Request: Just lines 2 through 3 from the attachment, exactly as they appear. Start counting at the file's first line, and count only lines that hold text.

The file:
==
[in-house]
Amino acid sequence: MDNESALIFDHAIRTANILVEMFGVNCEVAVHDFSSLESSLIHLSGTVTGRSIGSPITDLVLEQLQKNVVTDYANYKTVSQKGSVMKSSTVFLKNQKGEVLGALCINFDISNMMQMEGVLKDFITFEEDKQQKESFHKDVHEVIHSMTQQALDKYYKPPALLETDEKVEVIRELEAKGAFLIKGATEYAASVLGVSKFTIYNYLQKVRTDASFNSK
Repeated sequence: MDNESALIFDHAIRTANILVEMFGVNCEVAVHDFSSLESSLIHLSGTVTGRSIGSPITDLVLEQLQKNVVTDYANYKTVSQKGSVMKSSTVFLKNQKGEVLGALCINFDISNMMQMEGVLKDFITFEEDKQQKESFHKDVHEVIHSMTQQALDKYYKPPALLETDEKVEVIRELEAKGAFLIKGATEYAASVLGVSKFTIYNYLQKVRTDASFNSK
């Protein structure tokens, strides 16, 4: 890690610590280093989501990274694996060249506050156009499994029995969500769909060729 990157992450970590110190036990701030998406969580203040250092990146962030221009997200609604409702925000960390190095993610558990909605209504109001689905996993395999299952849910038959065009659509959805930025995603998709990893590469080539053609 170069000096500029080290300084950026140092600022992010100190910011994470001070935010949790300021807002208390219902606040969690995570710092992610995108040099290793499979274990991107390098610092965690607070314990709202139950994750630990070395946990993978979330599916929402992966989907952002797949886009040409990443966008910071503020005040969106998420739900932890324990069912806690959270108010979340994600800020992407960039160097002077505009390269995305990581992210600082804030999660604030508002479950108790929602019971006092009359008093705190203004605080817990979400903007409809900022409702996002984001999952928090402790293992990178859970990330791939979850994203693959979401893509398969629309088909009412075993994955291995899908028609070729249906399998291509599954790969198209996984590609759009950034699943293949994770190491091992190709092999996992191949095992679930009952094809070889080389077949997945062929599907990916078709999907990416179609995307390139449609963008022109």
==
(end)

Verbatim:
Amino acid sequence: MDNESALIFDHAIRTANILVEMFGVNCEVAVHDFSSLESSLIHLSGTVTGRSIGSPITDLVLEQLQKNVVTDYANYKTVSQKGSVMKSSTVFLKNQKGEVLGALCINFDISNMMQMEGVLKDFITFEEDKQQKESFHKDVHEVIHSMTQQALDKYYKPPALLETDEKVEVIRELEAKGAFLIKGATEYAASVLGVSKFTIYNYLQKVRTDASFNSK
Repeated sequence: MDNESALIFDHAIRTANILVEMFGVNCEVAVHDFSSLESSLIHLSGTVTGRSIGSPITDLVLEQLQKNVVTDYANYKTVSQKGSVMKSSTVFLKNQKGEVLGALCINFDISNMMQMEGVLKDFITFEEDKQQKESFHKDVHEVIHSMTQQALDKYYKPPALLETDEKVEVIRELEAKGAFLIKGATEYAASVLGVSKFTIYNYLQKVRTDASFNSK